ughaibu Posted May 4, 2006 Report Share Posted May 4, 2006 In the ticktactoe arrangement there is a square of sixteen 4x4 squares, each of these represents a slice of a 4x4x4 cube, so those on the outside represent faces of cubes and for those in the corners there are cubes on the diagonals as well as cubes along the sides, whereas those on the outside but not in the corners are faces of cubes crossing the entire arrangement but are internal slices of the cubes along the edge. Quote Link to comment Share on other sites More sharing options...

Qfwfq Posted May 4, 2006 Report Share Posted May 4, 2006 That's how I was reckoning the 4x4x4x4 lattice, but I don't see the cubes along the diagonal that you mention as really being significant. Now that I've figured it through, I see where the eight 3-cubes, which form the boundary of the 4-cube, are hidden. They are 4 + 4 of the columns and 4 + 4 of the rows, not so easy to visualize B). This attachment took a bit more doing, it's a topological breakdown of the 4-cube, which Salvador Dalì used as a crucifiction symbolic of the fourth dimension. For clarity, I gave 3-D rendering, using thicker black lines as visible and thinner grey for hidden ones, and I gave two examples of vertices that are the same actual vertex of the true 4-cube. One is the group of 4 red dots (the 4 lines directly between these and the blue dot are also the same actual line). Likewise holds for the three yellow and one green dot. Quote Link to comment Share on other sites More sharing options...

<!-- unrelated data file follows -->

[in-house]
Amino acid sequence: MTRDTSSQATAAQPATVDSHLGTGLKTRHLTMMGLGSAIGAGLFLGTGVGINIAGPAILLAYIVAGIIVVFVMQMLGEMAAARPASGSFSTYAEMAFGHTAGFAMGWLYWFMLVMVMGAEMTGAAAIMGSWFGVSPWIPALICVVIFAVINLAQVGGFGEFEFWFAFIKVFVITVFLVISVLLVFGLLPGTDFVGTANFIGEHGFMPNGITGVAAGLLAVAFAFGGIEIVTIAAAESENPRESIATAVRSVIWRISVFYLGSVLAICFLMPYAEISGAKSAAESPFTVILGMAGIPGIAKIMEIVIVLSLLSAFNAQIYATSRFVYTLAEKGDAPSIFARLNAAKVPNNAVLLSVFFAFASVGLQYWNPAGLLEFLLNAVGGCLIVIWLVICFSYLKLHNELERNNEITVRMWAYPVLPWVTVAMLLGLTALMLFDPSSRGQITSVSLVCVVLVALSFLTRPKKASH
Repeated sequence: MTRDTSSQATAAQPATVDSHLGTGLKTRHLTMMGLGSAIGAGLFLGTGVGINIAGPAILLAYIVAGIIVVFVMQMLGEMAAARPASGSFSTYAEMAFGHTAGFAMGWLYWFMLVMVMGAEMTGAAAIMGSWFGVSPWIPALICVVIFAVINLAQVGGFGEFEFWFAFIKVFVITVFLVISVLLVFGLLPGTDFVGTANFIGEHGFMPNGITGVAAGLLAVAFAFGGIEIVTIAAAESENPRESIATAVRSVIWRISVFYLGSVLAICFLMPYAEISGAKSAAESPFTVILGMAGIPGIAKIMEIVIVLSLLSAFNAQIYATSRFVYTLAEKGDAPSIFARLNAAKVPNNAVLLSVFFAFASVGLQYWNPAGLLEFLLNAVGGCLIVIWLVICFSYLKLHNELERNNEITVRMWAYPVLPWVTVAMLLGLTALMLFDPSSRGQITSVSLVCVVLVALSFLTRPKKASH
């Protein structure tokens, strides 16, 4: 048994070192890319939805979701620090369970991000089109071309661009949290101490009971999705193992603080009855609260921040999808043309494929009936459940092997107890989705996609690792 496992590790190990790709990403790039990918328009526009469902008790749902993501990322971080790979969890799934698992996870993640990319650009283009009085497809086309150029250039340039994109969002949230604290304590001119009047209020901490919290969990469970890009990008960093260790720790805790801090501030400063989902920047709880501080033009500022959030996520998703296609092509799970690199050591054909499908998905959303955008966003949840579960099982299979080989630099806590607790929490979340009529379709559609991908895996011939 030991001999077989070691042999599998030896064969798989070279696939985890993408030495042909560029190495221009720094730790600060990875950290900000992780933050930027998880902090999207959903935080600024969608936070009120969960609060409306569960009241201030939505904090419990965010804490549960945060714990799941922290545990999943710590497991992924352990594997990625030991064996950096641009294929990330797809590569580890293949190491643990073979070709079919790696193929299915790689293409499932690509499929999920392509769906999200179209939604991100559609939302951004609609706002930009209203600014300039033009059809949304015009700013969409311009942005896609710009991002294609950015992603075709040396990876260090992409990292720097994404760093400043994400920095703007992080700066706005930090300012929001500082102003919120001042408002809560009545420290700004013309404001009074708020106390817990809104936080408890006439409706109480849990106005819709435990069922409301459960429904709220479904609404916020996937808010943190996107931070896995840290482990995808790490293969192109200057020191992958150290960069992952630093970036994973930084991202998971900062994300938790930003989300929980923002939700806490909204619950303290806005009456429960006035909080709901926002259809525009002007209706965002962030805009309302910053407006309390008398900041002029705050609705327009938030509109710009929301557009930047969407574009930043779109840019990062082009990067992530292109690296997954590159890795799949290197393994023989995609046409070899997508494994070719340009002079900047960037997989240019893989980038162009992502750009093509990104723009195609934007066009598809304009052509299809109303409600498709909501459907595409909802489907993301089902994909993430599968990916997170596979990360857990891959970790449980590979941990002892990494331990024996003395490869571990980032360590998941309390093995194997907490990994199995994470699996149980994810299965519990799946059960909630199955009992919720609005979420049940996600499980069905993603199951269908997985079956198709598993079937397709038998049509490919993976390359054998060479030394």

Qfwfq Posted May 4, 2006 Report Share Posted May 4, 2006 Here, four instances of the 4-D tictactoe, each has two of the boundary 3-cubes shaded, one in green and one in blue. errata corrige: In the previous post I should have said, it's the boundary of a 4-cube. Quote Link to comment Share on other sites More sharing options...

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